A type of bond for which a firm other than the issuer guarantees its interest and principal payments.
Copyright © 2012, Campbell R. Harvey. All Rights Reserved.
A bond on which payment is guaranteed by a third party such as a government or a bond insurance company. A guaranteed bond is doubly protected because it is payment can come either from the issuer or from the third party in case the issuer defaults. As such, a guaranteed bond is low risk and therefore usually carries a lower coupon rate than an uninsured bond or other bond without a guarantee. A bond guaranteed by the U.S. government is generally thought to be riskless.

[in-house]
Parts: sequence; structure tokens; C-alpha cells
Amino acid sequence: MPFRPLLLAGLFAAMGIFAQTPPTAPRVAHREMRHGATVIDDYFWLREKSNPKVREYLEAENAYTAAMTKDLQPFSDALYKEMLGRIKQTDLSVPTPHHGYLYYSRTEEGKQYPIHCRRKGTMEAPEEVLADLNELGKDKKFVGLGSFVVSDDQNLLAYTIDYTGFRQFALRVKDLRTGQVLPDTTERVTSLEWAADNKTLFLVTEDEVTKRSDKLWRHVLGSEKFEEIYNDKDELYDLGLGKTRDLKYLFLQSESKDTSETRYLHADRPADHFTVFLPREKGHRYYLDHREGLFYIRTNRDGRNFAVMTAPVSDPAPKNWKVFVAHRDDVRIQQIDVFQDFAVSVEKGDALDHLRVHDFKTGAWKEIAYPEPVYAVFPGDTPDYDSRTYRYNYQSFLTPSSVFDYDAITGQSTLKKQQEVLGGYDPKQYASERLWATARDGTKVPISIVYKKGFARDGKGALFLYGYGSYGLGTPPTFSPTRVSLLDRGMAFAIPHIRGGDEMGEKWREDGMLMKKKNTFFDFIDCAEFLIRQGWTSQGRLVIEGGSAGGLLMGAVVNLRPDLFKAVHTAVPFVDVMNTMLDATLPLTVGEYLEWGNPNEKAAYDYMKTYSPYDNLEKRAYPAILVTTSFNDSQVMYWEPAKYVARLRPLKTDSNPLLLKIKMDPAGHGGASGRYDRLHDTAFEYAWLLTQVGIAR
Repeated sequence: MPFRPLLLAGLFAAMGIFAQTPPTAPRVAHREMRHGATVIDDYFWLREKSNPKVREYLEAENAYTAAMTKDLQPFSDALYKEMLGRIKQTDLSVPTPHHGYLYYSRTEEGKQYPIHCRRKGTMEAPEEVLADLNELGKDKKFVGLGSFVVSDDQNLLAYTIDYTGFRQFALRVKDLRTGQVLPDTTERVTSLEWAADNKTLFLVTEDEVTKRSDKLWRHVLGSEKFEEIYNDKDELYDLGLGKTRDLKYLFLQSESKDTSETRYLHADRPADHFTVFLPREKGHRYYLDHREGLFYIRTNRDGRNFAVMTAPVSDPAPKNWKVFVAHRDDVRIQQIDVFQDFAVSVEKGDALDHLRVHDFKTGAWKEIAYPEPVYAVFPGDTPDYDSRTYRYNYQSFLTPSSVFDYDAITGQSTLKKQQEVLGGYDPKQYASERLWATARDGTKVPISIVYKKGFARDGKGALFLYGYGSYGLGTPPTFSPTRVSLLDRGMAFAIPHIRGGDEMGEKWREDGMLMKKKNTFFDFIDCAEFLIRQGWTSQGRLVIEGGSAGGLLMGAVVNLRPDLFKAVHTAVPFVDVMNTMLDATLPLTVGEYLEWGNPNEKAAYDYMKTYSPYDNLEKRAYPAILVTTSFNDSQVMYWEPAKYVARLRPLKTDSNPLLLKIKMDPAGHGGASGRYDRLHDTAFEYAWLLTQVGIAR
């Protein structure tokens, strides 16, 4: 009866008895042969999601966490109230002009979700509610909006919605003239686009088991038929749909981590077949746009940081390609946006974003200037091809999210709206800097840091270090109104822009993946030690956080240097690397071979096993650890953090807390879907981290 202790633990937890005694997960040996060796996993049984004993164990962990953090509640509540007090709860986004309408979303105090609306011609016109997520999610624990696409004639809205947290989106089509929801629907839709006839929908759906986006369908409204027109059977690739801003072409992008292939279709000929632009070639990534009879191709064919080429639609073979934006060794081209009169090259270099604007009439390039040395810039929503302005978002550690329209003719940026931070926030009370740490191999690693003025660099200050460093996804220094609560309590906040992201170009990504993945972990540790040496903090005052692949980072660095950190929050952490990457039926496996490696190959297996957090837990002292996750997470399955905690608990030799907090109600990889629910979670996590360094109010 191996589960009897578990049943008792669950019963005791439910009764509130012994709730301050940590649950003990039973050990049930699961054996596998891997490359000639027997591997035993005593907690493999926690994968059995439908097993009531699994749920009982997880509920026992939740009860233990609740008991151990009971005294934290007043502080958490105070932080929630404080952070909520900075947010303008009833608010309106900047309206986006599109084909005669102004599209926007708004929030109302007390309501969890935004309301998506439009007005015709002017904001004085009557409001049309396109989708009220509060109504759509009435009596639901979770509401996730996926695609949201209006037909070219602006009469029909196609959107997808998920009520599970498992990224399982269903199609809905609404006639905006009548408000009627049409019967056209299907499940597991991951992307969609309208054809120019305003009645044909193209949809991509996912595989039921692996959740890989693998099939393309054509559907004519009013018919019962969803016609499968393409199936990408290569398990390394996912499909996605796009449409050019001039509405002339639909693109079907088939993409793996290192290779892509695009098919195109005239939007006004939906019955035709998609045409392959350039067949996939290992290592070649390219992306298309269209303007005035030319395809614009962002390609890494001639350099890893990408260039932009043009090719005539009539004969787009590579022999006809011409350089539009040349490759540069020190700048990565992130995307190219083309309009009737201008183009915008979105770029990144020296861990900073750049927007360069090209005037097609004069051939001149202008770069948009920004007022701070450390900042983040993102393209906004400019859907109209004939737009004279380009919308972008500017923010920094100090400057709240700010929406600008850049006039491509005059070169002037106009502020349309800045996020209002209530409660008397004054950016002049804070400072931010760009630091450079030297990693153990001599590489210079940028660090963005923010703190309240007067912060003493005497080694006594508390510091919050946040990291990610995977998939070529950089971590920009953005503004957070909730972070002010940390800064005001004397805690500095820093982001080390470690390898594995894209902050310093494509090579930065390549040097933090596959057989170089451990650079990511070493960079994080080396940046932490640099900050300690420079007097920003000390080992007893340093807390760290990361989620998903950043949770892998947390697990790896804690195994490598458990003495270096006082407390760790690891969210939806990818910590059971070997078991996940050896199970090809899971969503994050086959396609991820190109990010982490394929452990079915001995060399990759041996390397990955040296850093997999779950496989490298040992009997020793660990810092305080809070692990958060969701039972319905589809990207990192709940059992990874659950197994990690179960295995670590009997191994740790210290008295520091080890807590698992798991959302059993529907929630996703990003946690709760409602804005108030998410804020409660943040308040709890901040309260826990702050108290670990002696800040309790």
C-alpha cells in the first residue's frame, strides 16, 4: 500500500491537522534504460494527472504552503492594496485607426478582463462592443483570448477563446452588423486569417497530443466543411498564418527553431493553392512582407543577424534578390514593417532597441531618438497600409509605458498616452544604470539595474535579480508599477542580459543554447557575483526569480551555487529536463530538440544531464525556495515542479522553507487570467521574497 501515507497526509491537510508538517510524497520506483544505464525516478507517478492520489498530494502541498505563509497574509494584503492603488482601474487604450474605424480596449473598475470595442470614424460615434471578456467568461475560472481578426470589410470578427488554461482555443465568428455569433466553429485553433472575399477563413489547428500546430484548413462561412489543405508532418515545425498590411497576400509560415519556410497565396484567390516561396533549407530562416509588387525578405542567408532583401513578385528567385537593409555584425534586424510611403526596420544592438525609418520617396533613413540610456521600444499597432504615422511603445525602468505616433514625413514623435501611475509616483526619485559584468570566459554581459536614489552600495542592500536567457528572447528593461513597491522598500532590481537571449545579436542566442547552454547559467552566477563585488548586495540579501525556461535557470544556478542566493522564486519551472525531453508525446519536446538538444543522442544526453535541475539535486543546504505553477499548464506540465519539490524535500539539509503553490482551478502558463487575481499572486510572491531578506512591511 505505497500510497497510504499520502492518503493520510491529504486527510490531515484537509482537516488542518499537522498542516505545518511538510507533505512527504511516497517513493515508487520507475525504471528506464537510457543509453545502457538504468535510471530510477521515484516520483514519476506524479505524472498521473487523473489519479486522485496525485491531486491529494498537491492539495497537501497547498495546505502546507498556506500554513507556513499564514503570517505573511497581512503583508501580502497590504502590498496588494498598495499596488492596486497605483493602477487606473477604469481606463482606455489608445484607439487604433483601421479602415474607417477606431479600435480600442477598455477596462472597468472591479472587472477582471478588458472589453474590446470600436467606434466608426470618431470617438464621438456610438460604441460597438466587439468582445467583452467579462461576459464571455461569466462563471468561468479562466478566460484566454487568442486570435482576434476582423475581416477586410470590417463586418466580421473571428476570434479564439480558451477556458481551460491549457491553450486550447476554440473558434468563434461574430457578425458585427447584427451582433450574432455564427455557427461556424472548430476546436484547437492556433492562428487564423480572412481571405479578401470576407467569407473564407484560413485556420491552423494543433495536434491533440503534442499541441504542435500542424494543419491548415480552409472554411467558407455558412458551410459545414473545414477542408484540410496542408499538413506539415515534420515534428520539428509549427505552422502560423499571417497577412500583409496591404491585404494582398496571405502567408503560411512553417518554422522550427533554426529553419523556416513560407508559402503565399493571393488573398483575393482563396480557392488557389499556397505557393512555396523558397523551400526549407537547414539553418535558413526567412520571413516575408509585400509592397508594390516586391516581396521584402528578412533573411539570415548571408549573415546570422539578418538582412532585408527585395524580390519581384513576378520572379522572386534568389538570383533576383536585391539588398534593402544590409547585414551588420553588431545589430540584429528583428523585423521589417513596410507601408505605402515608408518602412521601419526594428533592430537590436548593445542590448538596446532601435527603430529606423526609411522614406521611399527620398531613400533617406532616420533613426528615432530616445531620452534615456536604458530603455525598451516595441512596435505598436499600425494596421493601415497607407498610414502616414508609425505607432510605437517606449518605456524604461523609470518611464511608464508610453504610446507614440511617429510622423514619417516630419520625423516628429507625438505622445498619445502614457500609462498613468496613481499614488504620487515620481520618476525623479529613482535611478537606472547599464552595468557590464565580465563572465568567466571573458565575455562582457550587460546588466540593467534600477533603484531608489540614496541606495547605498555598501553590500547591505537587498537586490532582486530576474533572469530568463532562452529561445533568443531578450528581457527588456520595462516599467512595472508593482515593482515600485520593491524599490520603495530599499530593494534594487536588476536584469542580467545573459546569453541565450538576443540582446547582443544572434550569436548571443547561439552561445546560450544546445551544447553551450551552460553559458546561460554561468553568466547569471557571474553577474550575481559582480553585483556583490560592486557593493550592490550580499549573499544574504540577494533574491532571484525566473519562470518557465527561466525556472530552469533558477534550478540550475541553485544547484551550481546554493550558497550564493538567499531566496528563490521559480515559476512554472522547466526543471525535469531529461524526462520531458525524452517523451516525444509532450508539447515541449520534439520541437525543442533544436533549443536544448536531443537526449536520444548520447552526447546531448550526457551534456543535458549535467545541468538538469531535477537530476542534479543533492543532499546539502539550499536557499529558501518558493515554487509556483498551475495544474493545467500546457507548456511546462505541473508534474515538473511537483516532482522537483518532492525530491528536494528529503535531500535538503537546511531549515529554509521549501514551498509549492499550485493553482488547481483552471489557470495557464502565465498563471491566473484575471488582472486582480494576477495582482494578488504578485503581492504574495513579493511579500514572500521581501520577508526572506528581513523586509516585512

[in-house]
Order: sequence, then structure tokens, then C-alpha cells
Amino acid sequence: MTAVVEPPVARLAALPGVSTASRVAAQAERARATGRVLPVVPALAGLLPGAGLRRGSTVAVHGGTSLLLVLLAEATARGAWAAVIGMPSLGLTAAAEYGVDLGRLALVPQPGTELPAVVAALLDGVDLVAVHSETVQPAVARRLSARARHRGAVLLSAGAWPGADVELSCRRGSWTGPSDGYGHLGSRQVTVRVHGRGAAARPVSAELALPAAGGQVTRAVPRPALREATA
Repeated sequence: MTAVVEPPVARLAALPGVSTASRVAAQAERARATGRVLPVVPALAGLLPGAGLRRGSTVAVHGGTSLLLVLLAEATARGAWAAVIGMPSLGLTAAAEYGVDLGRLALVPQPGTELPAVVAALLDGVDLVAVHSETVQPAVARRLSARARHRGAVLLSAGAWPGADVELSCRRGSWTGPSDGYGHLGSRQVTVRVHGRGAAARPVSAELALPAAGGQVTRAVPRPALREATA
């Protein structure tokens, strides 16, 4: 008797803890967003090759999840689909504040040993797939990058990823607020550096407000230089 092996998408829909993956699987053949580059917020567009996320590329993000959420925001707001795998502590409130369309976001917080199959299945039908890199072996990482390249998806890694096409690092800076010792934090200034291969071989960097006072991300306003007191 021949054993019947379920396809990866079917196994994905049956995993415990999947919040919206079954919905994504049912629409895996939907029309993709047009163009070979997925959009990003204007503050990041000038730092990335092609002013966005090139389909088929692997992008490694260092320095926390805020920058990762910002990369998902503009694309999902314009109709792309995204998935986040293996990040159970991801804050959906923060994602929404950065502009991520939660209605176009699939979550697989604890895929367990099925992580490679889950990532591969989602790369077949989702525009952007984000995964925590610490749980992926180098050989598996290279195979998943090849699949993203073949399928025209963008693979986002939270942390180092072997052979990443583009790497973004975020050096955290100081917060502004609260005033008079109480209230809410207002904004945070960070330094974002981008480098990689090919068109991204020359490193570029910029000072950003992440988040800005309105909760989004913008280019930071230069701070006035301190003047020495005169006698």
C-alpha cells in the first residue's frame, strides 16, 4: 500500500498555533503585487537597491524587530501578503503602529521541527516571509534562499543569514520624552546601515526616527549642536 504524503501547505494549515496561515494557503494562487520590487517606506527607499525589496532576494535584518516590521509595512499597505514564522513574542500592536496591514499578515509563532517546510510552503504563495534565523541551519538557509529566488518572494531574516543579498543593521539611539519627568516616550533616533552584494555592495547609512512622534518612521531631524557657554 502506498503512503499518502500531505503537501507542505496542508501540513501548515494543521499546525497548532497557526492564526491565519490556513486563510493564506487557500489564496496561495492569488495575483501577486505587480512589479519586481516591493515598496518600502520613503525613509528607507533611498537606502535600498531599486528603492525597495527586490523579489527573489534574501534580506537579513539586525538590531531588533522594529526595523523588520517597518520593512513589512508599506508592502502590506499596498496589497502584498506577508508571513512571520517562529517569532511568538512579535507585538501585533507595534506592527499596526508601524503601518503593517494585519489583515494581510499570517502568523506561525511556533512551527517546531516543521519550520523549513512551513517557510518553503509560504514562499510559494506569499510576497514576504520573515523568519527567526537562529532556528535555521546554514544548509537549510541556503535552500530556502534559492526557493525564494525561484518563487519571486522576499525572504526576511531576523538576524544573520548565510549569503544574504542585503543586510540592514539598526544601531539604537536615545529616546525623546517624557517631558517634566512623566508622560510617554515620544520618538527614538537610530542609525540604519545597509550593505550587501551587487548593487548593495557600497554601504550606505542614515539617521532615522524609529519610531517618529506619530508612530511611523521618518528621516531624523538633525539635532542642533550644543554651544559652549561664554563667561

Farlex Financial Dictionary. © 2012 Farlex, Inc. All Rights Reserved
A bond that is issued by one firm and guaranteed as to interest and principal by one or more other firms. Such bonds, often resulting from joint ventures, are particularly common among railroads that lease tracks to and from each another.
Wall Street Words: An A to Z Guide to Investment Terms for Today's Investor by David L. Scott. Copyright © 2003 by Houghton Mifflin Company. Published by Houghton Mifflin Company. All rights reserved. All rights reserved.